Re: [LEAPSECS] interoperability

From: M. Warner Losh <imp_at_BSDIMP.COM>
Date: Mon, 09 Jan 2006 00:36:30 -0700 (MST)

In message: <>
            John Cowan <cowan_at_CCIL.ORG> writes:
: > But how in practice is it envisaged that a scheme
: > for migrating time zones versus TAI would work, precisely?
: Straightforwardly. Each locality decides when and how to adjust both
: its offset from TAI and its seasonal transition function (if any),
: just as it does today. What we abandon is a universal time tightly
: synchronized to Earth rotation in favor of a universal time
: independent of earth rotation plus 400+ local civil times roughly
: synchronized to Earth rotation containing various glitches.

No matter what we do with leapseconds, there are still all those time

The problem with stopping leap seconds altogether is that the legal
definitions of time, although quite varied, are all about the same as
UTC as it exists today. They are close enough that most countries
have adopted UTC bureaucratically rather than legislatively. The
official time for the US, as published by the folks at NIST, is UTC.
The US law says mean solar time, as determined by the Secretary of
Commerce, who has delegated it to the Time and Frequency division of
NIST, who in turn use UTC. NIST could easily use a different schedule
for leap second insertion (it could have inserted the leap second in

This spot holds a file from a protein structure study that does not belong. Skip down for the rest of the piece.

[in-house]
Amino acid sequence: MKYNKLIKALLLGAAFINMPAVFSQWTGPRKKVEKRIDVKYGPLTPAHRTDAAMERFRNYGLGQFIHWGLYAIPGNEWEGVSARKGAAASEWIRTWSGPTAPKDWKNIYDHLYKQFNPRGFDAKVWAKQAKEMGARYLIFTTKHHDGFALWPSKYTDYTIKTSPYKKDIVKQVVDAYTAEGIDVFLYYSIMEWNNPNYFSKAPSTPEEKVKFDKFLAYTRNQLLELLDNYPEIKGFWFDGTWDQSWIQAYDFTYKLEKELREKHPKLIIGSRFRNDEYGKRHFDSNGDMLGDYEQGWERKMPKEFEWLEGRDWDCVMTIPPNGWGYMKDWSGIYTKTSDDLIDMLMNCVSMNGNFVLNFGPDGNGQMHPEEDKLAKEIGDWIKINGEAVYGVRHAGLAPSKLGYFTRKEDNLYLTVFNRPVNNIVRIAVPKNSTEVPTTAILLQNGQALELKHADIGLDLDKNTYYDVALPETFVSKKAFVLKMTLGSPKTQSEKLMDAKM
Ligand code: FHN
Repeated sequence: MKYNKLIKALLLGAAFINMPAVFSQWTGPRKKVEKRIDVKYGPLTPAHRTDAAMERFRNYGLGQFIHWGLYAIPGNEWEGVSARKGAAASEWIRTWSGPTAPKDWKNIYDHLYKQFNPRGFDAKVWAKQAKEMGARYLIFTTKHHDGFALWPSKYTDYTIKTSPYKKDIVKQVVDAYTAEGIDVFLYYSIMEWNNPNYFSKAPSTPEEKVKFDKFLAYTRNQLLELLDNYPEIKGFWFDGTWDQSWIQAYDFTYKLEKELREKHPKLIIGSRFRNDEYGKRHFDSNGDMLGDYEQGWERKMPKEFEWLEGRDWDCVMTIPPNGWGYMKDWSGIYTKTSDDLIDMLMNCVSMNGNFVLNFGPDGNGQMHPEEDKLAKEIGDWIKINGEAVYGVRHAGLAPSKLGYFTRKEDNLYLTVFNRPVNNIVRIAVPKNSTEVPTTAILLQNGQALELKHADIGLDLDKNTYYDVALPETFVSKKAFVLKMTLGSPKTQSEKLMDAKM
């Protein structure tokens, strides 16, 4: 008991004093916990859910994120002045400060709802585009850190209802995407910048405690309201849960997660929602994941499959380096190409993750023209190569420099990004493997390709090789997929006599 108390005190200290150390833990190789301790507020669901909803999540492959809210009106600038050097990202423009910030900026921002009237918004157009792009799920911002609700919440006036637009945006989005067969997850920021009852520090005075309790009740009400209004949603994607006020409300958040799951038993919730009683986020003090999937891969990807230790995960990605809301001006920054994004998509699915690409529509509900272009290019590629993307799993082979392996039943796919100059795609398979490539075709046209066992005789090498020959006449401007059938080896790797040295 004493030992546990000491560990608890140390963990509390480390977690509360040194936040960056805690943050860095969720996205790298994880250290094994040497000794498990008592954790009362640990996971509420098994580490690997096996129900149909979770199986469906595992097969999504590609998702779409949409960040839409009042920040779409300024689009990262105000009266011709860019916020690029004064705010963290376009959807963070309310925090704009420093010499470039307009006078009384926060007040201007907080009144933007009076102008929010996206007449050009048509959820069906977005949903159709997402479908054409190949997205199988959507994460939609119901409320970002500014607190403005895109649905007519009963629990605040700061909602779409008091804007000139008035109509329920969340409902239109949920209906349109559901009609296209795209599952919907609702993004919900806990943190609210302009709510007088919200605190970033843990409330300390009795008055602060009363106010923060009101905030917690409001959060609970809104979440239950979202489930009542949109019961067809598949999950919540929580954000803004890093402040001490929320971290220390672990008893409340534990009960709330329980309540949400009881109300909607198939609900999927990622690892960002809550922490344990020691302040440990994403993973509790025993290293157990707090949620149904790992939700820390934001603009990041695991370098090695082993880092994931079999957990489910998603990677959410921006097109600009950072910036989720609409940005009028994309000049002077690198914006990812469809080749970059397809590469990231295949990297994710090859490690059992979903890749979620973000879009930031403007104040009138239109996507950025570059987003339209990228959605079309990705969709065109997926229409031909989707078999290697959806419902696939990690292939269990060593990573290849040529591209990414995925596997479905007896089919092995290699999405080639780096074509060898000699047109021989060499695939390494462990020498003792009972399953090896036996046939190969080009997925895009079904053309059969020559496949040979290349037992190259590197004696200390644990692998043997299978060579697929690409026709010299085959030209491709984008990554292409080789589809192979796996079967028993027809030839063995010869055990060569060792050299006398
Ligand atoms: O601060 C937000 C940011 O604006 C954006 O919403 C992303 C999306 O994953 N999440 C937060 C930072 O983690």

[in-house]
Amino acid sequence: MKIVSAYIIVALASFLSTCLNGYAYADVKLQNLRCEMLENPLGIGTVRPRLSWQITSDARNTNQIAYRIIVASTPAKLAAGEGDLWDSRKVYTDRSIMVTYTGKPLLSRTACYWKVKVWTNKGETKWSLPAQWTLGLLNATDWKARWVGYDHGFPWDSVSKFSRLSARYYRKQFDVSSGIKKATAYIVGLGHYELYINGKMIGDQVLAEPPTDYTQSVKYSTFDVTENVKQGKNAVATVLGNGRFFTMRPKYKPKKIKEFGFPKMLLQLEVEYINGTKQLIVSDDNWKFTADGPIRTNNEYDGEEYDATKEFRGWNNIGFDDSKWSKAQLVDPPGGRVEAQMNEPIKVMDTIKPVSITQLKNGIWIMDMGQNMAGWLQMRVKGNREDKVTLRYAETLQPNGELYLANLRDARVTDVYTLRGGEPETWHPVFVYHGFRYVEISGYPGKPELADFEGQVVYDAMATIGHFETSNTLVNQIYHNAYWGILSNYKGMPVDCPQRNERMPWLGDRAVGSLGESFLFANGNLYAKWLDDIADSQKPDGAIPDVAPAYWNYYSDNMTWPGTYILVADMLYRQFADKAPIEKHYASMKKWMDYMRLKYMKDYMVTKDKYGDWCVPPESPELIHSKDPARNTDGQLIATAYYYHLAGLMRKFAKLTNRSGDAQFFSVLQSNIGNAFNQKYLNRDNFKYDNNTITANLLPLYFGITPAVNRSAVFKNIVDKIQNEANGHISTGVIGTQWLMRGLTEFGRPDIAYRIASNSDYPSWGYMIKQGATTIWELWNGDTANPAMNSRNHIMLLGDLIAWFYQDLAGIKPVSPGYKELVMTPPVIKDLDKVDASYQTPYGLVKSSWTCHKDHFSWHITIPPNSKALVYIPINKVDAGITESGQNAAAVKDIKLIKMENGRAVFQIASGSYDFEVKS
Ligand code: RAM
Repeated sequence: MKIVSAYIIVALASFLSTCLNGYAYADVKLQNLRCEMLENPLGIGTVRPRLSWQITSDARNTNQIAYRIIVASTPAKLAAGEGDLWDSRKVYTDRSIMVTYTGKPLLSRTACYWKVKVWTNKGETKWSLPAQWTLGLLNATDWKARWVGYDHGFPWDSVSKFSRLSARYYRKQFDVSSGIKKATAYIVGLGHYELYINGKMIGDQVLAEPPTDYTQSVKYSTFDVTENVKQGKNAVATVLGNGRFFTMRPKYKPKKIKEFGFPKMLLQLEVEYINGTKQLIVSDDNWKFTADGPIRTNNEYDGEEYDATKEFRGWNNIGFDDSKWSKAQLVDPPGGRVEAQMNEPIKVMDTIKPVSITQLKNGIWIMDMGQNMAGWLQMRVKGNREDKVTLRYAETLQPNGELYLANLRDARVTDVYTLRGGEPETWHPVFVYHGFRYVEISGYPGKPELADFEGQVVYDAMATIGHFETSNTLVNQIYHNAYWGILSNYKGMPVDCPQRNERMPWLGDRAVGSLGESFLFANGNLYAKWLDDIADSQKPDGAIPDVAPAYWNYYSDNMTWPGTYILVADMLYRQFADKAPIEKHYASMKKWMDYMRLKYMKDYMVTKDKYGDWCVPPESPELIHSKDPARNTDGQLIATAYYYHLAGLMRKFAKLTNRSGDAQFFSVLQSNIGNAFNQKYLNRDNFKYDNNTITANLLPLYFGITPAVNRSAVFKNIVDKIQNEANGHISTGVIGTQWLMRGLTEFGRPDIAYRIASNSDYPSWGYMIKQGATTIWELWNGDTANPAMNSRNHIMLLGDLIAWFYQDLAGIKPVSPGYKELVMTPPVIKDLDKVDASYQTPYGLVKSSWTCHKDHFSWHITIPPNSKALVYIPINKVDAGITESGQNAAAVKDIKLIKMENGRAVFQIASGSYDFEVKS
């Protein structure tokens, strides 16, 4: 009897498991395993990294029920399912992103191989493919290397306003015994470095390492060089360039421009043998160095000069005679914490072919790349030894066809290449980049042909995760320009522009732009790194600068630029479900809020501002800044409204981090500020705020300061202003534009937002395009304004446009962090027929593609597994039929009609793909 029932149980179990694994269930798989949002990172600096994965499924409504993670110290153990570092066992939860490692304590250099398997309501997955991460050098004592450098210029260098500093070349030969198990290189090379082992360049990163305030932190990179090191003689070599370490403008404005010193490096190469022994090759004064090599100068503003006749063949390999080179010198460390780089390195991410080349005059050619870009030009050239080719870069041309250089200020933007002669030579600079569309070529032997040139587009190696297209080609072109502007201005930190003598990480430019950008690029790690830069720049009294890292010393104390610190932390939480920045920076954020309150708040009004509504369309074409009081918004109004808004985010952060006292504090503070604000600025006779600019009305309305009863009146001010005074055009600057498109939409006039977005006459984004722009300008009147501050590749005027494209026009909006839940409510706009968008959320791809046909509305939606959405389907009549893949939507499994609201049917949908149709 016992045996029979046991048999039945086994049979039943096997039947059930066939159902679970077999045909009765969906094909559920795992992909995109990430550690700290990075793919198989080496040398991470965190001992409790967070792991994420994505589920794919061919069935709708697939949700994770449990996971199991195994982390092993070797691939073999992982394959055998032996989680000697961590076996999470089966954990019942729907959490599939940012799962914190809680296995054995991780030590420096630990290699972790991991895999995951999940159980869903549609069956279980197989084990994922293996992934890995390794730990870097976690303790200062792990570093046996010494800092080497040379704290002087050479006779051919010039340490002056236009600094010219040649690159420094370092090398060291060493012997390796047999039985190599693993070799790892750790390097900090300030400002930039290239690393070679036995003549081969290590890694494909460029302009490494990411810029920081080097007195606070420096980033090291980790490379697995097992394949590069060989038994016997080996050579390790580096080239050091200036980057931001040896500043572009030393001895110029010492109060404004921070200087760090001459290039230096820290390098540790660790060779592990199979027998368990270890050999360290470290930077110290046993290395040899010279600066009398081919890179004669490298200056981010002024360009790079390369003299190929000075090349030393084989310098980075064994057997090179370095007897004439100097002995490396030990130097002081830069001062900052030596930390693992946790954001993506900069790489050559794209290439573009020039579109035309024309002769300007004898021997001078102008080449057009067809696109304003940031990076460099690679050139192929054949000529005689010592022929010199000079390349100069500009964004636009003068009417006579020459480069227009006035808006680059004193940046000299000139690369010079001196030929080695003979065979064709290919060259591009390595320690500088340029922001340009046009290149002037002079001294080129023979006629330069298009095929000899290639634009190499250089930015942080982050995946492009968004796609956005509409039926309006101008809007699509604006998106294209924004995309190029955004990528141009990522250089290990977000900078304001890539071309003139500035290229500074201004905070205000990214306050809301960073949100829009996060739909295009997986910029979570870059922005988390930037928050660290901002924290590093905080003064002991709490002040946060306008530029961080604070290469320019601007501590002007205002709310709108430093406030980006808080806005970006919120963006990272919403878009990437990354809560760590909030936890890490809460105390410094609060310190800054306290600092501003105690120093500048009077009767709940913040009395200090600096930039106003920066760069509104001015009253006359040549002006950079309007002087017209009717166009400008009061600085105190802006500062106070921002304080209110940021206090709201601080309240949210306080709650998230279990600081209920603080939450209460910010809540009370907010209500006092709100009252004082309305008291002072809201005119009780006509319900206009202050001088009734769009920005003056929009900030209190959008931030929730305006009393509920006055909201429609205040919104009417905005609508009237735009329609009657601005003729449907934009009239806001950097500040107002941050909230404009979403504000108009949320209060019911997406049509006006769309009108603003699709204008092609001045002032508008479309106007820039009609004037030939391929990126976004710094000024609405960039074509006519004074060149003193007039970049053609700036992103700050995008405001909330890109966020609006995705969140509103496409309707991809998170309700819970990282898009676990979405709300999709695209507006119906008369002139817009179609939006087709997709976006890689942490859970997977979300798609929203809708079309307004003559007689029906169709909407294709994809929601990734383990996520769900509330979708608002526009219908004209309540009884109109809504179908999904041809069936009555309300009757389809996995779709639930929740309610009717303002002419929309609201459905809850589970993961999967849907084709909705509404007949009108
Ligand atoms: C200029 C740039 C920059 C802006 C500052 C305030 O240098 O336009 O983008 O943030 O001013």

civilian time at the end of any day it wanted to and still maintained
the mean solar time legal requirement). However, since UTC is a
recognized, international standard, the US went along and did its leap
second according to that standard. This is a explicit choice that
someone, somewhere had to make, even though it is arguably the best
choice to make (wouldn't want to be the odd man out in civil time,
think of the impact on business).

The combination of UTC approximating the legal time is so man nations,
as well as the need for international consensus among lots of parties
with divergent views for any changes to the current system is why
we'll likely not see significant changes any time soon. The best we
can hope for is that something will be done to change their
unpredictable nature given that we have good forcasting tools at our

Received on Sun Jan 08 2006 - 23:38:04 PST

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